With Clay you can forget about making changes to dozens of HTML files just because you need to add a link in the footer.
You can also use it to prototype your AJAX-driven application or the responses of sending forms, because it acts like a real server.
pip install clay
Clay version 3.x only works with Python 3.6, 3.7, and 3.8.
clay new myapp
will generate a new app container with the following structure:
myapp ├── static/ ├── clay.yaml └── ...other files
You can also use an optional project template path or git URL. For the URLs, “gh:” works as a shortcut of “https://github.com/” and “gl:” as a shortcut of “https://gitlab.com/”. For example:
# Absolute or relative path. clay new myapp /path/to/project/template # GitHub repo. Note the ".git" postfix. clay new myapp https://github.com/lucuma/clay-template.git # The same GitHub repo with shortcut clay new myapp gh:/lucuma/clay-template.git
Inside that folder, run the development server with:
and your site’ll be available at
Anything inside the
static folder is served as-is under the
For example you can see
myapp/static/image.png at the
Any file outside the
static folder, is rendered as a page.
myapp/page.html is rendered and shown at
http://0.0.0.0:8080/page.html, as an HTML page.
myapp/foo/bar.json is rendered and shown at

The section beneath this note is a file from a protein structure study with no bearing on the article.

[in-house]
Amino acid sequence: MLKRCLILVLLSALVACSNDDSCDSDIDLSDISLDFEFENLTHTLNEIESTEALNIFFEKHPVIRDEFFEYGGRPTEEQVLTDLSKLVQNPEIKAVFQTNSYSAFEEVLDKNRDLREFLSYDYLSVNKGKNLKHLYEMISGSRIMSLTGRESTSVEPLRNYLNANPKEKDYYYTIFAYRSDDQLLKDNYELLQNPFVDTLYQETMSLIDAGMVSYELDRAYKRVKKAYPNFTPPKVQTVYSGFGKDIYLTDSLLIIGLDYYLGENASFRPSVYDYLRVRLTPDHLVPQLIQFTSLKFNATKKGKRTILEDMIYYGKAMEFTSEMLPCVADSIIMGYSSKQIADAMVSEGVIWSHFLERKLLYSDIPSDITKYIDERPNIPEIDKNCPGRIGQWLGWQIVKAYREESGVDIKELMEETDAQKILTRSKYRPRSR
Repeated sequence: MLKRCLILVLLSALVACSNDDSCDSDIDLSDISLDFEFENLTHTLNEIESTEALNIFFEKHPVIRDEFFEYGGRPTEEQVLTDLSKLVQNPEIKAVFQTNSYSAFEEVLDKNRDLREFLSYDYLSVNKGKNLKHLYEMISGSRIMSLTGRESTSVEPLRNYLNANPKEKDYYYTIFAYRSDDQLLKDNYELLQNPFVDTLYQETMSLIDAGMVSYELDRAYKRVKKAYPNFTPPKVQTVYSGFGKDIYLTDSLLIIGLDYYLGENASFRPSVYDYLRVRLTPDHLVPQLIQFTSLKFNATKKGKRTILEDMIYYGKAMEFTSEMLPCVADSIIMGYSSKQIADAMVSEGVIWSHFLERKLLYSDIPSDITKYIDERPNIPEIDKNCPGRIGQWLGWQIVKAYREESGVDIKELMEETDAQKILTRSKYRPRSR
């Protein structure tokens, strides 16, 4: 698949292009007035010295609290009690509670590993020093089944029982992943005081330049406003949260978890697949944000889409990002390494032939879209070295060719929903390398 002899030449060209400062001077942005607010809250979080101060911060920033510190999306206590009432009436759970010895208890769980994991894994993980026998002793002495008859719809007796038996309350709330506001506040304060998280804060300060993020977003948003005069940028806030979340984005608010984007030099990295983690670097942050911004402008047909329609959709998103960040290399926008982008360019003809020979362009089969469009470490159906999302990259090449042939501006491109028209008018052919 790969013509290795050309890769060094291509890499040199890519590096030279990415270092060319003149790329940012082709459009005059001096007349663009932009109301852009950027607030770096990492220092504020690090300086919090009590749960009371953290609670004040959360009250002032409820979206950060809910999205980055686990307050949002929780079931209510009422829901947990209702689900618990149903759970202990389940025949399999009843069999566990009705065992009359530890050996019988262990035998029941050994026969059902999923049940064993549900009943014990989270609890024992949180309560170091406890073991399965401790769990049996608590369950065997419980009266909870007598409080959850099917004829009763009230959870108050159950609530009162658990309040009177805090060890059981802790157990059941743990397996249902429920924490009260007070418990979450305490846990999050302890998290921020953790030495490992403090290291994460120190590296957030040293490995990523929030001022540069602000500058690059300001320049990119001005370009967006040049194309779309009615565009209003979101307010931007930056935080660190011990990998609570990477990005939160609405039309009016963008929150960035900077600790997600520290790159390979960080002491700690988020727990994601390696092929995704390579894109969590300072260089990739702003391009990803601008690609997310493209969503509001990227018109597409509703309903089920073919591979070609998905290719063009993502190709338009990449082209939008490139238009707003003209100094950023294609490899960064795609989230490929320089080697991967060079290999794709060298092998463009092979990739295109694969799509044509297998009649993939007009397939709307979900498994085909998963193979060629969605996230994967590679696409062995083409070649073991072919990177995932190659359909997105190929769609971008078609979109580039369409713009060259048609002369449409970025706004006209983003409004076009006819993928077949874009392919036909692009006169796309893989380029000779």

http://0.0.0.0:8080/foo/bar.json as a JSON document.
Remember to put inside
static anything you don’t want to be rendered.
To generate a static version of your site, first, stop the server with
Control + C, and then run:
and all the templates will be processed and the result stored inside the
If you have folders in your project, you might be tempted to write internal URLs like this
<!-- DON'T DO THIS -> href="../a.html" src="../static/main.js"
Don’t do it. Is error-prone and could not work as expected if you do it in a base layout, for example. Always write the internal URLs using their path from the root of the project, like this:
That’ll work on the development server and also when generating a static version of your site, Clay will convert them into relative paths automatically.
When writing your templates, in addition of what is normally available in Jinja templates you have access to some other helper functions:
nowfunction, as an alias to
activefunction, to set an “active” class in navigations/menus when the current page match.
active(*url_patterns, partial=False, class_name="active")
If a YAML file named
clay.yaml is found in the root of the project, it will be read and used for configuring Clay.
--- # Shell-style patterns files/folders that must not be copied. # Use quotes. exclude: - ".*" - ".*/*" - "~*" - "~*/*" - "_*" - "_*/*" - "*.txt" # Shell-style patterns files/folders that *must be* copied, even if # they are in the exclude list. # Use quotes. include: - "robots.txt" - "humans.txt" # Jinja extensions to use eg: `jinja2.ext.with_` jinja_extensions: - jinja2.ext.with_ # Shell-style patterns of files outside `static/` that must be copied # as-is instead of trying to interpret them as Jinja templates. # Use quotes. binaries: - "favicon.ico"
Before v3, previous versions of Clay did work with having all source files in a
source subfolder. However, this is no longer the case, and the recommended setup is to have them in the parent folder instead.
The old project with a
source folder still works, but it might change in future versions.